Creating components which can be easily replicated across screens & used by other designers & developers to help keep our ideas and designs consistent was a big motivation for moving to wireframes.

I understood that the designs needed focus & clarity before working on the visual appeal, I settled on producing low-fidelity wireframes before moving forward.


After the second iteration of wireframes, as the design began to approach high fidelity wireframes and settled into the main design choices implemented, it became clear that moving to pixel perfect high fidelity mock ups were the best way forward in navigating the final look and feel of the product.


Style Guide

Consistency is more important than ever moving into High Fidelity mock-ups. Disjointed colors, container sizes or icons could all make or break the ability for your app to be understood as a potential user or shareholder reviews the designs.

Luckily along with 'design', 'style' can also change as your designs are refined. This is the second 'published' iteration of the style guide for this product.

High Fidelity & Prototyping

I created high fidelity screens. After all of the sourcing in order to accomplish the look and feel, incorporate elements which were desired in the design and iteration upon iteration it was time to go through a similar process generating some pixel perfect deliverables.

Throughout the mock up process, I continued to evaluate individual elements for their functionality towards achieving the goals of users on that page. When I identify elements, such as: a concept for a side scrolling ‘review tiles’ field, that don’t align with what a user is trying to accomplish on that page, they were adjusted or removed.

The second iteration (seen below) was utilized to create the original prototype for the Anywhere app.

User Testing

"After building out a prototype to test the fledgling system, finding people to test it was the best path forward."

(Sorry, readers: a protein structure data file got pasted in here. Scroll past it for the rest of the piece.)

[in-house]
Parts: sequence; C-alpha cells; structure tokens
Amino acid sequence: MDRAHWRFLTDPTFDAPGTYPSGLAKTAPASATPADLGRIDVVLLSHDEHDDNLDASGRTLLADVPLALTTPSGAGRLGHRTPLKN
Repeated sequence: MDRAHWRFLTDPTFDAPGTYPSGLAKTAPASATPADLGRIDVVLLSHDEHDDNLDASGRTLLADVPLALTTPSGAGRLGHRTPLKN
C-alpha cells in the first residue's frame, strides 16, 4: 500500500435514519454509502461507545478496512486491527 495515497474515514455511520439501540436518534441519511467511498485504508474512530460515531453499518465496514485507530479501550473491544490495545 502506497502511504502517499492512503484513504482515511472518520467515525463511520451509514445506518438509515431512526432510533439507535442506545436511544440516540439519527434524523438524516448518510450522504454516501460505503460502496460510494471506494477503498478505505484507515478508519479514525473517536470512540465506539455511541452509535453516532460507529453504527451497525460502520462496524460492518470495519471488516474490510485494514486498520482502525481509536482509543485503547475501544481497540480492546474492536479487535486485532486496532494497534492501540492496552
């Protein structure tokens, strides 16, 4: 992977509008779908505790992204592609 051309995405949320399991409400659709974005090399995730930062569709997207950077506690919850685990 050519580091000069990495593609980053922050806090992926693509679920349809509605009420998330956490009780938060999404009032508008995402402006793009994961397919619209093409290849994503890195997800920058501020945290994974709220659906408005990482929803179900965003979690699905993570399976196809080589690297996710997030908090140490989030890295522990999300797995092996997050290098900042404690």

Identifying participants for the usability test was simple and randomized. In hindsight the preparation on exact verbiage utilized to describe tasks, and the data populated into the application proved to be a big mediating factor. One which I can control for in the future.

I conducted the standard 5 participant tests via remote moderated testing; collecting their experiences via notes and recordings. I then synthesized those experiences into a page of bulleted points before preparing a full report. In my "short", but detailed usability test report, I identified the high, medium and low priority issues present in the current version of the product.

  • Feed/Reviews function needs to be more clear in its purposed and how its organizing information.

    • Solution: Change 'Feed' to 'Reviews', add 'sorting' option on page.

  • The options to Check-in or favorite a location are causing confusion in the clarity of each's purpose.

    • Add pop-ups gratifying & clarifying the actions.

    • With frequency of use of the 'My places' page; break into its on separate navigation screen & add both sorting options as well as display (favorites/visited).

  • Nav bar needs to be more intuitive to accomplishing user flows.

    • Label navigation bar.

    • Add 'My places' as separate nav screen.

Usability testing allowed me to quickly identify elements which needed design updates and see the limitations and strengths of the prototype. An additional item learned was the limitations of the prototyping software itself impeding the perceived functionality of the product. This knowledge allowed me to control for that data in my report and provide the most effective guide to updating the design of the product.

Final Product

Looking Forward

The main problem I struggled with was being satisfied with the complete state of the product. As a conceptual end-to-end solo design project time both does and doesn't play a large factor in providing deliverables at each stage of the design process. I found myself iterating until I hit my allocated time limit. My evaluation of this phenomena was that this could be a detriment, when one step begins to blend with another, like lo-fi wireframes becoming high fidelity.

Identifying the elements which I wanted to work on, and then capturing that revised product as a snapshot became increasingly important to my progress along the way. This exercise helped me to further develop my own approach to each element of design. Moving forwards I believe that I am better positioned to provide succinct, high quality deliverables on a shorter timeline.